CNE announced provisional results of the parliamentary elections in Guinea-Bissau
The second most voted party was the Movement for Democratic Alternation (MADEM-G15) with 27 mandates, followed by the 21-term Social Renewal Party (PRS), Union for Change (UM) and Party for New Democracy (PND) with 1 mandate each respectively.
On the eve of the publication of the provisional results the leaders of the four most voted political formations in these elections of March 10 signed agreements of parliamentary and governmental incidence, justifying the need to guarantee stability to the country.
The four parties - PAIGC, APU, PND and UM - together make up 54 members, out of 102 in Parliament.
More than 761,000 Guinean voters were called to the polls on March 10 to elect a new parliament among the candidates presented by 21 political parties. Of the 761,676 registered voters voted 645,085 voters, or 85 percent of voters went to vote.
According to some Guinean analysts, these elections are one of the most disputed in the country's history, but despite that, both the campaign and the balloting took place in the most tranquil, non-violent way.
Following the announcement of the results, UN Deputy Special Representative and United Nations Resident Coordinator David McLachlan-Karr said the election was well organized and with extraordinary civic participation. "The Guineans have voted for a new parliament, which we hope will have a better gender parity. My message to the newly elected is that they put Guinea-Bissau's interests above all other personal considerations. It is important to have a functioning parliament that enables citizens to have access to essential services such as health and education, "said DSRSG David McLachlan-Karr
The director of the Department of Political Affairs and Peacebuilding for West Africa, Abdel Fatau-Musah, who was in the country to follow the elections, said: "With the elections, there will be a new National Assembly, a legitimate will emerge from the process, and conclude with a presidential election and, after these processes, the country will have stable institutions. So, Guinea Bissau will build its own future, its destiny will be in its own hands.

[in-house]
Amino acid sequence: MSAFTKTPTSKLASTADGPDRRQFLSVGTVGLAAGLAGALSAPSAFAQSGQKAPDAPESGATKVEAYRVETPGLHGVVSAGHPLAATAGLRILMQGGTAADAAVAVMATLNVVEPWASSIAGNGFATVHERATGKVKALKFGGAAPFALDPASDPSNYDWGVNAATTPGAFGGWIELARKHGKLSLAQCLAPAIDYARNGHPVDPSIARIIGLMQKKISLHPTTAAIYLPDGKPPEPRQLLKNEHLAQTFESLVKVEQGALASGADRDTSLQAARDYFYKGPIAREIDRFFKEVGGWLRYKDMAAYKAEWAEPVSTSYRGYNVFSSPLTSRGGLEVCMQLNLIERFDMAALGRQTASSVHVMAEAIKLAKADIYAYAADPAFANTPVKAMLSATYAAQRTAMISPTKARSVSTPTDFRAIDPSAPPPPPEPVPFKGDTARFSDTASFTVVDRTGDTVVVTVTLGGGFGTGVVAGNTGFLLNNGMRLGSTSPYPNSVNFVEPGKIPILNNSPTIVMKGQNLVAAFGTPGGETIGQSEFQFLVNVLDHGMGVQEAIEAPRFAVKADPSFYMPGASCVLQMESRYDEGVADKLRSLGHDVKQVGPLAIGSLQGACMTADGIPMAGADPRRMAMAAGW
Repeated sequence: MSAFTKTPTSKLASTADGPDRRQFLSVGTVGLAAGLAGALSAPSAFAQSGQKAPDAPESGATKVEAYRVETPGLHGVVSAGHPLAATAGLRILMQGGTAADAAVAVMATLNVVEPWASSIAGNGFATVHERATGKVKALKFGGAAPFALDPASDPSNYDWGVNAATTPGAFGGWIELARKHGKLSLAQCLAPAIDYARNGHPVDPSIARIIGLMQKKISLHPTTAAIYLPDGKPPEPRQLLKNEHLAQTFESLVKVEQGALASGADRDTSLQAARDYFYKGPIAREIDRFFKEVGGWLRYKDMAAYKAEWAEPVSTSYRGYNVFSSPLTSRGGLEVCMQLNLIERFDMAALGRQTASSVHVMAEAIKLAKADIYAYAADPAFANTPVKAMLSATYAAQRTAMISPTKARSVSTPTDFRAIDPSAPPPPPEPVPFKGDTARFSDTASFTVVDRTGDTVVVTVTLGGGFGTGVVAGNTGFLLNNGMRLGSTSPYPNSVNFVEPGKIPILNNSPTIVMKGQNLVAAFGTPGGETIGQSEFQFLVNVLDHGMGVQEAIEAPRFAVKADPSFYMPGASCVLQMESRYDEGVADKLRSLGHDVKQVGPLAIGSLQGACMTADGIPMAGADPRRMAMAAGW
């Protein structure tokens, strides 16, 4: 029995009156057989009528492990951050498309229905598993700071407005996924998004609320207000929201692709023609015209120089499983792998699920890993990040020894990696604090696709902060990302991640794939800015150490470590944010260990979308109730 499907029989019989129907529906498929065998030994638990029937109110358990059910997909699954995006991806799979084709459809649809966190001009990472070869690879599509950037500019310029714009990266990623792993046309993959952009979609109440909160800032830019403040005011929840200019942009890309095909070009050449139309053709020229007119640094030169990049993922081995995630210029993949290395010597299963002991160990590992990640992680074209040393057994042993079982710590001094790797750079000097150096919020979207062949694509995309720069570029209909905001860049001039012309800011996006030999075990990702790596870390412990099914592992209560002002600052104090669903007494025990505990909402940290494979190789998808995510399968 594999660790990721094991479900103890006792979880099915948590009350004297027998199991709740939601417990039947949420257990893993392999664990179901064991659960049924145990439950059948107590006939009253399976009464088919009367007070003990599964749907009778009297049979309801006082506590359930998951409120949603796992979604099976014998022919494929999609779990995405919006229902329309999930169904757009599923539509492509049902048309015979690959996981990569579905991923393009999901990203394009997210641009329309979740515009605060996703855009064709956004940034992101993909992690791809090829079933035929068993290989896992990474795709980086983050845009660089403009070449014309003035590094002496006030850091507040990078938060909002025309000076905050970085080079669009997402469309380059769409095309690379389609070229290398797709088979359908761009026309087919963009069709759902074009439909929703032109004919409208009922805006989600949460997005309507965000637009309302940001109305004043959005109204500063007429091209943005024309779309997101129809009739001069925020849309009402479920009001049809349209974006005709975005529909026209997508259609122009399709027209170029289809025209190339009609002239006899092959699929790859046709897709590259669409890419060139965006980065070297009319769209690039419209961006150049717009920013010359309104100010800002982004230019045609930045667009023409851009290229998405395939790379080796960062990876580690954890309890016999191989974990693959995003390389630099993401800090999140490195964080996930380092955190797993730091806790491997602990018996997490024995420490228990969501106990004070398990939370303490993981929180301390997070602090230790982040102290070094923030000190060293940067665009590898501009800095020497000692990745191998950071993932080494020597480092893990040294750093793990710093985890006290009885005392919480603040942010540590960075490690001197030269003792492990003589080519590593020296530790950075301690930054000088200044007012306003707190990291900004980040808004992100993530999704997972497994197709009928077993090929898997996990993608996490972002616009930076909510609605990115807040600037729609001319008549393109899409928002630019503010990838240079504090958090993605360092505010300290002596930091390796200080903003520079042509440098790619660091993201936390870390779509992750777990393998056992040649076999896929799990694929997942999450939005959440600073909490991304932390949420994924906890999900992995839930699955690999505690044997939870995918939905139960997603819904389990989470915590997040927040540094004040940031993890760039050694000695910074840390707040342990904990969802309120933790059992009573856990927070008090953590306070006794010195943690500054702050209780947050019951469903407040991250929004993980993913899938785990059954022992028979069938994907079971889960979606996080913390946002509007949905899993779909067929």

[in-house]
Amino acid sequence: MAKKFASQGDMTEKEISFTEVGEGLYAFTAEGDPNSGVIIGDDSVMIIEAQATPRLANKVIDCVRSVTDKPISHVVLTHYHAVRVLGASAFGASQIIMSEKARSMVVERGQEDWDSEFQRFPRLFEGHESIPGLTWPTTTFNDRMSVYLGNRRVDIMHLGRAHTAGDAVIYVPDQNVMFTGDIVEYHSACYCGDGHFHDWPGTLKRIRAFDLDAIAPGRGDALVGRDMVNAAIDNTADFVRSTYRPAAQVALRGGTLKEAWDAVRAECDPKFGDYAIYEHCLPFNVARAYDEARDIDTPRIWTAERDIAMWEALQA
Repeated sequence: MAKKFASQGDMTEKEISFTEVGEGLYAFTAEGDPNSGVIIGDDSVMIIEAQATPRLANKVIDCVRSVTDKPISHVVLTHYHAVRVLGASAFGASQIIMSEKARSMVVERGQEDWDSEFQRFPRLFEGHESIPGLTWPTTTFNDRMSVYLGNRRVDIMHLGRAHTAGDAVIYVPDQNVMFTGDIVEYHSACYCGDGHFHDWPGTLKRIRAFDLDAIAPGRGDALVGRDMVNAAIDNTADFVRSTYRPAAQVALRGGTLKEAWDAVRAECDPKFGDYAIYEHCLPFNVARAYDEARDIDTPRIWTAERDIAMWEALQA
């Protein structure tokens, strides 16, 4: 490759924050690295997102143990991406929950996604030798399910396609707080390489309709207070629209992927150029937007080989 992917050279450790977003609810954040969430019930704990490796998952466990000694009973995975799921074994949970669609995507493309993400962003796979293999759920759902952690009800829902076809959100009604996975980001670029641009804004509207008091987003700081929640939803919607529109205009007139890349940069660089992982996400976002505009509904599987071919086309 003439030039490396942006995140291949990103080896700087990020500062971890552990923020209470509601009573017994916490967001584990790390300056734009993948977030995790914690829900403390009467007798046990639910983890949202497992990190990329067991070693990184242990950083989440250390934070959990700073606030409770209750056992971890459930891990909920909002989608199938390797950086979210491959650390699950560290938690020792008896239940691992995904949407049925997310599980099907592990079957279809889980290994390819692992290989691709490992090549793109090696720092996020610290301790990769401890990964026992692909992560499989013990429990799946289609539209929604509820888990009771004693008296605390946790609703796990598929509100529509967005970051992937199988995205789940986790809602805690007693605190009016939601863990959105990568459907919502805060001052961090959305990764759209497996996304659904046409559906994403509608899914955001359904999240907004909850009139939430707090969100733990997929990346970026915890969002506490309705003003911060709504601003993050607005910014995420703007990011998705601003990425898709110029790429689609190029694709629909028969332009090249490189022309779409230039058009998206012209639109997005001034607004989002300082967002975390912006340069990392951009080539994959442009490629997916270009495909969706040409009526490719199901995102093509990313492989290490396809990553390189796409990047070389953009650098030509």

International observers from the African Union, ECOWAS and CPLP, as well as the Electoral Monitoring Group, formed by several civil society networks in Guinea-Bissau, considered these elections to be free, fair and transparent and without major incidents. Both the African Union mission and the national monitors have recommended that the electoral law be amended to allow the participation of national observers in future elections.
Aissatu Camara Ndjai, vice president of the Women's Political Platform (PPM), who has been a member of the electoral monitoring cell, praised the massive participation of women in this electoral process but acknowledged the weak implementation of the parity law by political parties. "In the forthcoming elections we will work harder with both political parties and communities to have more women in decision-making places," added Aissatu Ndjai.